UK author Tom Holt delights U.S. fantasy readers this month with his new release, Doughnut, an unusual story about a physicist who becomes blacklisted after a minor math error causes him to blow up a mountain. Instructed to take a job as a hotel concierge by his dead mentor's will, Theo finds himself living and working in an odd place that, with the assistance of a few random items, allows him to be transported to strange worlds. We asked the author a few questions about his new release, and his answers are most interesting.
Doughnut is a very unusual, humorous fantasy. What type of reader would best enjoy the novel?
I aimed the book at two key demographic groupings; (A) Nobel physics laureates, and (B) everyone else. If you don't fall into one of these categories, tough.
Your protagonist, Theo, is a (mostly) brilliant physicist. Are you any good at math?
A wise man once said that there are three types of people in this world, those who can do math and those who can't. I belong to the latter two categories.
Could moving a decimal point one place in the wrong direction really blow up a mountain?
Of course. Faith, as is well known, moves mountains. Faith is just a shorthand way of describing the things we take on trust. Those of us who aren't mathematically gifted (see above) have to take complex calculations on trust. Nordenfeldt's law of relativistic disposition of displaced energy requires that the force needed to shift a decimal point one place in either direction is 1 (x ~fY) X 42, which is more than enough delta-Vee to pull a mountain up by its roots and hurl it several hundred meters into the air. Everyone knows that.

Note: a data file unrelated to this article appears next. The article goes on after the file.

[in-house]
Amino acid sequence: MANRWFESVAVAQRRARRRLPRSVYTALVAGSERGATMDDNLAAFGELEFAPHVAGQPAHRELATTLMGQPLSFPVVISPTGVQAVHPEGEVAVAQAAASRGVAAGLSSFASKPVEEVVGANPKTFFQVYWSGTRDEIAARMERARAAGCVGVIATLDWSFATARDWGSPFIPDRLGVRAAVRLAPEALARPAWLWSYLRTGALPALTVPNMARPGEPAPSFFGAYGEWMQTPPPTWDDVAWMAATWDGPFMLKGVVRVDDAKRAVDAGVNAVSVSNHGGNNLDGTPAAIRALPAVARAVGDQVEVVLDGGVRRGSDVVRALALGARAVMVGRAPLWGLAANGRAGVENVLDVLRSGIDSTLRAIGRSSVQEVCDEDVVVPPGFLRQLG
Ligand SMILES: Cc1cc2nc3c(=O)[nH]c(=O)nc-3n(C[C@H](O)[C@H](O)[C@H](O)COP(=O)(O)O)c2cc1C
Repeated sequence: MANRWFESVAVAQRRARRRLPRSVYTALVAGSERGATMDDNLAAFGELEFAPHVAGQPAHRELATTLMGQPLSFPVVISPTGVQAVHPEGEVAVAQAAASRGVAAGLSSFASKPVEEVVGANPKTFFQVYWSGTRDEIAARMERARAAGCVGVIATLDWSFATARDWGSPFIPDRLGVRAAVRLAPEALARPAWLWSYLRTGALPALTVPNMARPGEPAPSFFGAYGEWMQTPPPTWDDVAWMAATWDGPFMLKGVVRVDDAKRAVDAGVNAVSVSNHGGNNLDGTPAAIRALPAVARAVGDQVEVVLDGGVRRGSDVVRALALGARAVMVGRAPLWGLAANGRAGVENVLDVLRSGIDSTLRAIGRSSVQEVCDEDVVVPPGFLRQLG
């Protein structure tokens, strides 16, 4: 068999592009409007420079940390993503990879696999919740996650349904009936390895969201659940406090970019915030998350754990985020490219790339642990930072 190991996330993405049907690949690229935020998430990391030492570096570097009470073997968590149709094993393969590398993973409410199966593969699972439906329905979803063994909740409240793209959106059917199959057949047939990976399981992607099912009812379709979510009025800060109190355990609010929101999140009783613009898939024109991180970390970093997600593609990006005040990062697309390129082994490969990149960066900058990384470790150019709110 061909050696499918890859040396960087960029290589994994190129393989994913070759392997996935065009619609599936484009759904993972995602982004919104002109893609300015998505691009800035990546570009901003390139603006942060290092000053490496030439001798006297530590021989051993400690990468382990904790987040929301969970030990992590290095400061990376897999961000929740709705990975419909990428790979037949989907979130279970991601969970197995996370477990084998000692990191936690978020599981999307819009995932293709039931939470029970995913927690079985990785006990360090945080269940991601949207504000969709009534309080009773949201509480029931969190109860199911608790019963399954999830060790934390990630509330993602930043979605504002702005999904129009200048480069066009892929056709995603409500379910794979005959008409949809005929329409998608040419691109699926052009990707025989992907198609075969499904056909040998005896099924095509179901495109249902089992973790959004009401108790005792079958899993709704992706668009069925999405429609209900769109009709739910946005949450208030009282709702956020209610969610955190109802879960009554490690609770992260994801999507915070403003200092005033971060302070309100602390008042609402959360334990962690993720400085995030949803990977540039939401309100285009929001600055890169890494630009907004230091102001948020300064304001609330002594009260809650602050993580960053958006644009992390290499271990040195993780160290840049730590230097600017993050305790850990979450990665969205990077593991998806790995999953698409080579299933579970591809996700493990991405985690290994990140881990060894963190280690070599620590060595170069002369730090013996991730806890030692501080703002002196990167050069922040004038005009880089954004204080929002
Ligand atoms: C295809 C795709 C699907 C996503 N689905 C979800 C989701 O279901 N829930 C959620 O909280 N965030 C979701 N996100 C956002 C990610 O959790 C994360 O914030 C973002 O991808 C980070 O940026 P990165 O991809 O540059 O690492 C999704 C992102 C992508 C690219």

We know people can be unforgiving, but if one did manage to blow up a mountain, do you think the whole world would actually ostracize them, as they did Theo?
As a conscientious author, I did a fair amount of research on this very point, which involved blowing up a wide range (so to speak) of mountains, in an attempt to gauge people's reactions. I found that demolishing small, basically unattractive mountains in deserts is regarded as little more than a social faux pas, on a level with treading on the hem of the bride's dress as she walks to the altar or putting a mouse in the salad at the buffet at a diplomatic reception. Where large mountains in built-up areas are concerned, though, you can only really expect to get away with it if you happen to be a volcano.
What would you do if, like Theo, you opened a safety deposit box and found a small bottle, a brown manila envelope, a pink powder compact and an apple?
Since everything I write is in fact thinly veiled autobiography, why not pick up a copy of the book and find out?